Report describes locally acquired dengue cases in Arizona

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Aedes albopictus mosquito
CDC / Pablo Cabrera

Local scientists and their colleagues from the US Centers for Disease Control and Prevention (CDC) detail two cases of locally acquired dengue virus (DENV) infection in November 2022 in Maricopa County, Arizona, according to a report today in Morbidity and Mortality Weekly Report (MMWR).

A county resident tested positive for DENV on November 7, 2022, by reverse transcription–polymerase chain reaction (RT-PCR) testing after being hospitalized on October 19 for a dengue-like illness, 7 days after traveling to Mexicali, Mexico. The person stayed in Mexicali for less than 4 hours. The patient stayed in the hospital for 3 days and has recovered.

Maricopa County Environmental Services Department officials then conducted retrospective testing for DENV in samples collected from 21 mosquito pools located within 5 miles of the patient's home from October 1 to November 3. A sample from one mosquito pool tested positive, and whole-genome sequencing by the CDC revealed that it was closely related to the DENV-3 strain that infected the patient. Since neither strain is known to be circulating in places the patient had traveled in Mexico, the findings suggest locally acquired dengue.

The scientists then interviewed 73 people on November 17 through 19 and found that 12 had dengue-like symptoms in the previous 2 weeks and were tested. All tested negative on RT-PCR.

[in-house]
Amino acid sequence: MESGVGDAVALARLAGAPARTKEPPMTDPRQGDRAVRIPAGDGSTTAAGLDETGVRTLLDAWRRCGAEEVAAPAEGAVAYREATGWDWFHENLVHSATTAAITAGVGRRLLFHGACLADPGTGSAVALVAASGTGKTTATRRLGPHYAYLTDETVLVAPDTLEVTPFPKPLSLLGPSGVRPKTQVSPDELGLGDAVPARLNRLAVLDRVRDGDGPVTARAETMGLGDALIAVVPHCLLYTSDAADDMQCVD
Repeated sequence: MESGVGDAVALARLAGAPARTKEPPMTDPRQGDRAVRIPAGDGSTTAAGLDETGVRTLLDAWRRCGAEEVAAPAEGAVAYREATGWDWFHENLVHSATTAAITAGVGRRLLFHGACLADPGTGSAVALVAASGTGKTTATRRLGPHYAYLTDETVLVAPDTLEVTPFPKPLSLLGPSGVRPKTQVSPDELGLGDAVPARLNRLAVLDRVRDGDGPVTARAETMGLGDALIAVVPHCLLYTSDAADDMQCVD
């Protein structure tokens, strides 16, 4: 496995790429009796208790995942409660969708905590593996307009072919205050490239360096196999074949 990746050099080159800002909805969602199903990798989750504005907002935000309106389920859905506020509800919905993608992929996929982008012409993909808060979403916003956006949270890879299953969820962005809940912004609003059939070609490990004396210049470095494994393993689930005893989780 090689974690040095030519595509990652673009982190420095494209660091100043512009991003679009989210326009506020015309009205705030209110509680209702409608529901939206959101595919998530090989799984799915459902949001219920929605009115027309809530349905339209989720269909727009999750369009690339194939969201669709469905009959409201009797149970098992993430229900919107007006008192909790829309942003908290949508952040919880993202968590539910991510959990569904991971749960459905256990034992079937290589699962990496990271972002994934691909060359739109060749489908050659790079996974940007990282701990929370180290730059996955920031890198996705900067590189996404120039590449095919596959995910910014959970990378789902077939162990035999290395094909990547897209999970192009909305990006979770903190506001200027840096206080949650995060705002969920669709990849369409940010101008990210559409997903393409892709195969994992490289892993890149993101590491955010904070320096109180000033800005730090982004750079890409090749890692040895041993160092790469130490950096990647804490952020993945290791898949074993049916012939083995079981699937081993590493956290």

The investigators, however, conducted serum enzyme immunoassay for DENV immunoglobulin M testing on blood specimens from 53 interviewees, and 1 result was positive. The CDC confirmed DENV-3 by plaque reduction neutralization testing. This second person had not traveled in the 2 weeks before symptom onset.

The earliest recent locally acquired dengue cases in the United States occurred in Laredo, Texas, in 1999, followed by cases in Hawaii in 2001-2002; Brownsville, Texas, in 2005; and southern Florida in 2009-2010.

US maternal death rates jumped for second year in a row amid pandemic

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Pregnant woman in hospital gownThe US pregnancy-related death rate shot up faster in 2021 than in 2020, nearly doubling from prepandemic rates in 2019 and disproportionately affecting women of minority races, concludes a study published yesterday in Obstetrics & Gynecology.

Researchers from the University of Maryland and Boston University analyzed data from the Centers for Disease Control and Prevention to estimate death rates during pregnancy and 1 year postpartum from pregnancy-related causes from January 2019 to March 2020 and April to December 2020 and 2021. The highly transmissible Delta and Omicron SARS-CoV-2 variants emerged in 2021. 

'Rates not seen since 1964'

Maternal death rates were significantly higher in 2021 (45.5 per 100,000 live births, spiking to 56.9/100,000 in the third quarter) than in 2020 (36.7/100,000) and before the pandemic (29.0/100,000).

While pregnancy-related mortality rates rose among all races and rural-urban residence categories in 2021, the biggest hike occurred among American Indian/Alaska Native (AIAN) women (160.8 vs 79.0/100,000 live births; relative increase, 104%) in 2021 relative to April to December 2020. Black women saw the largest absolute increase in 2021 (16.5/100,000), and Hispanic women had the greatest relative increase (34%).